The NHL will tell you that the expansions to non-traditional markets were a massive success. This season Tampa Bay Lightning and Florida Panthers were the best teams in the Atlantic Division. The Lightning’s short history is very sweet – they won the Stanley Cup in 2004 and reached the Stanley Cup finals in 2015. The Los Angeles Kings created a dynasty that won two Stanley Cups since 2012 and they even managed to attract “The Great One” – Wayne Gretzky, to South California in the late 1980s (there is a great 30 for 30 documentary about that trade called “King’s Ransom”). The Anaheim Ducks won their Stanley Cup in 2007 (remember “The Mighty Ducks” movie franchise?) and the last Californian team, the San Jose Sharks, reached the before mentioned Stanley Cup Final this season. On ice, the expansion teams work really well!
Arizona Coyotes are among the less successful expansion teams, since they reached one Conference Finals during the “NHL owned” period, but they did manage to inspire talented kids in the Arizona desert to give hockey a try. This year’s No1. NHL draft pick was Auston Matthews from Arizona. Other people with his impressive physical attributes in Arizona tend to give other sports a try, but he decided to test his luck at ice hockey after falling in love with his local Coyotes. So, it’s easy to see: No Coyotes – no Auston Matthews, the hockey player.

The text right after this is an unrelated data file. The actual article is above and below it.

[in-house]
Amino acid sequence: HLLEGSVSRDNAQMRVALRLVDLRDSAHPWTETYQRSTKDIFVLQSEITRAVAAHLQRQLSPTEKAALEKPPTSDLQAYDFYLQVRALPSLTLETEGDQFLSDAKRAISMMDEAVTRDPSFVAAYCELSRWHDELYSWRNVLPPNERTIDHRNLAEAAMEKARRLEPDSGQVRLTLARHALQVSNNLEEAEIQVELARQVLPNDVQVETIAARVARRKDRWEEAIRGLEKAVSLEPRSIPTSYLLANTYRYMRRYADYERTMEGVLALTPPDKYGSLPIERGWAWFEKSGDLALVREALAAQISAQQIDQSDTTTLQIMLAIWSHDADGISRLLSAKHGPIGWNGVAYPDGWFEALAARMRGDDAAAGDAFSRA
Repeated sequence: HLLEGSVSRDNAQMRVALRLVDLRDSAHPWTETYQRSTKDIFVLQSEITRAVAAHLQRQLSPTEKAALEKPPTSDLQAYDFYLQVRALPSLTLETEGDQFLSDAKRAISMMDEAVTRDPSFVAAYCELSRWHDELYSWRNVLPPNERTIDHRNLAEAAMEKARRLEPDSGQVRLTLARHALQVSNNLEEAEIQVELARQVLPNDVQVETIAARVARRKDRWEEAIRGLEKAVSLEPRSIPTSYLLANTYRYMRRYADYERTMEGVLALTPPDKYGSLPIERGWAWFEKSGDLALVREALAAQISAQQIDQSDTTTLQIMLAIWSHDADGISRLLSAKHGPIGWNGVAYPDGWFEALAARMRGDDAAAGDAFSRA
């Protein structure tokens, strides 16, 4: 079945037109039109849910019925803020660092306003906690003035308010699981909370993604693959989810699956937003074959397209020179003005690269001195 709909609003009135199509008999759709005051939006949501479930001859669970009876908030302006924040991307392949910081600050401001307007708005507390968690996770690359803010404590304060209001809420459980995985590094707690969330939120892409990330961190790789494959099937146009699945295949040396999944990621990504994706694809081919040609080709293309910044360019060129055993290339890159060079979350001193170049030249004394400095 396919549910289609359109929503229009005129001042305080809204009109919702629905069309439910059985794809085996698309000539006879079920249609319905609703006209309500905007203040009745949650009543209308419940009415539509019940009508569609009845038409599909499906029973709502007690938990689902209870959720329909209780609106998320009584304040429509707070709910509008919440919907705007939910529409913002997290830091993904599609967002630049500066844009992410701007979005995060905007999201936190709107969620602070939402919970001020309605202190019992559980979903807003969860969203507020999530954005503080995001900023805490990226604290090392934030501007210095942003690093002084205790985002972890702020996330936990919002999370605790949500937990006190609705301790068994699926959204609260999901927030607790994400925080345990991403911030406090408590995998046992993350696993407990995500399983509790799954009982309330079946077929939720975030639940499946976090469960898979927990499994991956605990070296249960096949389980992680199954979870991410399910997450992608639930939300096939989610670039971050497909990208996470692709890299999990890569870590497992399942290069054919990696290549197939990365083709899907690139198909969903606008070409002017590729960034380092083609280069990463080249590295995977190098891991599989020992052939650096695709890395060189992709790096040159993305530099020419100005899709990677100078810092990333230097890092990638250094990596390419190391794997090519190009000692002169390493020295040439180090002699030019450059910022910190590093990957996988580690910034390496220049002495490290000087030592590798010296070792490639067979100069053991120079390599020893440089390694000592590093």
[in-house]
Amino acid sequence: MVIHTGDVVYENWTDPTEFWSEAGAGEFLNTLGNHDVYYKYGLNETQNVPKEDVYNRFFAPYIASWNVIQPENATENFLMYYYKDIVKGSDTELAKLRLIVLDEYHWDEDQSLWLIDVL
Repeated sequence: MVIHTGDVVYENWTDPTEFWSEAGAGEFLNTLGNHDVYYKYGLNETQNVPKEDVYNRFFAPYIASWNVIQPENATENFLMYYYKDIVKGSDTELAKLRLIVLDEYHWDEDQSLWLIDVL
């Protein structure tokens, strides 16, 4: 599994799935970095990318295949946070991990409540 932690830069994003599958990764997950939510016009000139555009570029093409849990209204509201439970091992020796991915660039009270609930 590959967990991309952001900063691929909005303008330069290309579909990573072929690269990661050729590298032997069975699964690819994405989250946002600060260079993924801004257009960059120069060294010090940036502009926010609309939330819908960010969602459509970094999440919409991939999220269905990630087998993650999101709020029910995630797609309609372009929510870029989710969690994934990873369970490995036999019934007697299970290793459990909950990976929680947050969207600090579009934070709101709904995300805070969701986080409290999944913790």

US Gets Another Expansion Team
This summer the NHL announced a new expansion, the first since 2000, when northern US markets of Minnesota and Columbus both paid $80M each to join the league. Since the 2013 NHL division realignment the Western Conference counted 14 teams, 2 less than the Eastern Conference, so the NHL tried to equal the count with this expansion.
If you don’t know already, you can surely guess that this news expansion has again awarded a new franchise to the American South. And what a city they chose, the Sin City – Las Vegas!
Unlike in 2000, when the NHL received a commitment of $80M from each expansion team, this time the NHL received a “slightly” bigger commitment of $500 million from a billionaire Bill Foley for the Las Vegas expansion team. The Las Vegas expansion team will start to compete in the NHL with the beginning of 2017/18 season, playing in the T-Mobile Arena, located near the Las Vegas “action”, on the famous Strip.
million dollars Bill Foley paid for Las Vegas NHL franchise
On top of this nice pile of money, the NHL liked the idea to expand to Las Vegas for several reasons:
- still unnamed Las Vegas team is “close” to Arizona Coyotes and the Californian teams, so it will compete in the Western Conference and
- more importantly, Las Vegas did not have any major sport franchise until now!
Quebec will Have to Wait
Another city that applied for a franchise was a hockey crazy city from Canada – Quebec City. Quebec doesn’t have a NHL franchise since 1995, when the Nordiques moved to Denver and named themselves – Colorado Avalanche.
To make things worse for Quebec fans, the Nordiques never managed to win a Stanley Cup while in Canada, but as soon as they moved to Denver, during the very first season, they won their first Stanley Cup. Talk about pouring salt on the wound.